01 Comment

Mentoring someone is a great experience. And then it’s not. If you’ve spent any time mentoring you’ve experienced hitting a wall. Usually it’s when your protege can’t or won’t see how she is the author of her own difficulty (or at least an active accomplice to it).


Do you mentor someone with a blind spot? Need an idea? What if you shift gears and use your relationship with each other as a lab to explore how they think and respond? Can your real-time experience, how you talk, how you act, how you struggle through things, provide an insight to their behaviour in the workplace?

  1. Hi Corey – yes I have.

    However, before moving forward with the person, I have to check if I have a similar blindspot – or a blindspot about calling out her/his blind spot.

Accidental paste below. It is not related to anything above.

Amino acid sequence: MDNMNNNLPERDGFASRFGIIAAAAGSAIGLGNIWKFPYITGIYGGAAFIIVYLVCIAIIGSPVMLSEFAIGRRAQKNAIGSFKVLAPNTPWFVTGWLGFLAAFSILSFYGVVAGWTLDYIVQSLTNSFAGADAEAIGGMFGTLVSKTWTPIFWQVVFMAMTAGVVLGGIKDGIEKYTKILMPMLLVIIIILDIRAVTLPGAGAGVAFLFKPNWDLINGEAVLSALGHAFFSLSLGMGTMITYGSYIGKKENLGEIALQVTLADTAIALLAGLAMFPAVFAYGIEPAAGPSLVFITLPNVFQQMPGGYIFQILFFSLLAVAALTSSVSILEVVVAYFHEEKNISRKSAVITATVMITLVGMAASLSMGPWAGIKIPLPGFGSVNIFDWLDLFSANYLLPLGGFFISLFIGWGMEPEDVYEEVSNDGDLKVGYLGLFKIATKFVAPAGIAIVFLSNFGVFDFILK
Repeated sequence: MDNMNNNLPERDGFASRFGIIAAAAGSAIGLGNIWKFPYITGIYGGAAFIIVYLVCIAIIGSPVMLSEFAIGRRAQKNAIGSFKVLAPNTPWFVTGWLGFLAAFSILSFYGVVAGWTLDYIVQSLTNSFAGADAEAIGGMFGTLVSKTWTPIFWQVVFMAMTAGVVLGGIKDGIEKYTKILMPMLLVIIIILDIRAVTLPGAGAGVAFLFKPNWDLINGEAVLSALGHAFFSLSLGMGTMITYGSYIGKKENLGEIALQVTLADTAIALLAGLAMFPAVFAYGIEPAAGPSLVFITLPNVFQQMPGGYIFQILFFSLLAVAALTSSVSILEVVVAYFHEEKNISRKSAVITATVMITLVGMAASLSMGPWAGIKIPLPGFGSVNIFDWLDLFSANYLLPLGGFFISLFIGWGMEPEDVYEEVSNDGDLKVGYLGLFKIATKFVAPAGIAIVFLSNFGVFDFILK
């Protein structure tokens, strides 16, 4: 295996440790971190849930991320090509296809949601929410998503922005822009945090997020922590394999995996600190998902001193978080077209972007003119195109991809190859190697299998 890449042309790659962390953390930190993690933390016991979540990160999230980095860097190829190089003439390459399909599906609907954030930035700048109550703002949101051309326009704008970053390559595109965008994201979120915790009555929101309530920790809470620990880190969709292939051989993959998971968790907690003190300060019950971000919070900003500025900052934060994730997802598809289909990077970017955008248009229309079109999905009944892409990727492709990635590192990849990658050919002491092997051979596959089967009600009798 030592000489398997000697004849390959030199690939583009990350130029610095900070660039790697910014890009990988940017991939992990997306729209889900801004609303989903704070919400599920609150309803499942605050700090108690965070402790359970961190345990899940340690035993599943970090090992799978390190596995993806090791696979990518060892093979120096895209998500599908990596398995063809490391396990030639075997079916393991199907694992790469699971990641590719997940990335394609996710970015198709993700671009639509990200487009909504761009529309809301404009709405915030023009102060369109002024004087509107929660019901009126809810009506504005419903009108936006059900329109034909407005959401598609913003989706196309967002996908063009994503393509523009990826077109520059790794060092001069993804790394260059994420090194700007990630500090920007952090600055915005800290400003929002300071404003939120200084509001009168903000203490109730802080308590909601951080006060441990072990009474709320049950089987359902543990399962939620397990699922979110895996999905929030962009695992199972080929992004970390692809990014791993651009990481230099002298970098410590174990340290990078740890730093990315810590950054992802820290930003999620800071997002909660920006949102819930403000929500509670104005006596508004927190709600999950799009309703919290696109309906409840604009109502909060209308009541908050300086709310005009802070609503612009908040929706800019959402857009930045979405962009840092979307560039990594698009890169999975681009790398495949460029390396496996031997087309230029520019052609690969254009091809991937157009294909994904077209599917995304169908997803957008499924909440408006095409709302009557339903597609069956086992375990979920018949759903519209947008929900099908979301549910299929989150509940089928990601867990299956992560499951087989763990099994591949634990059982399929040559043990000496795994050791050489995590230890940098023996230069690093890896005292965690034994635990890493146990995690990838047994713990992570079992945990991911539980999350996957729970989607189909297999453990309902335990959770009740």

When no – I precede rather proceed. That is, I’m using Buckminster Fuller’s idea of precession – what is happening at 90 degrees to the blindspot (side effects)?

    Metaphoric example = a pebble hits the water and falls to the bottom … the ripple wave moves out at 90 degrees. Another example: teach some one to fish and in doing so their non-hungry child goes onto become a great educator.

    With the blind spot … what is happening at 90 degrees to that blindspot. With its discovery – this might be a possible entry way to the mentoring dialogue on the topic.

    All conversations are a learning lab ))smiles … when you remain open!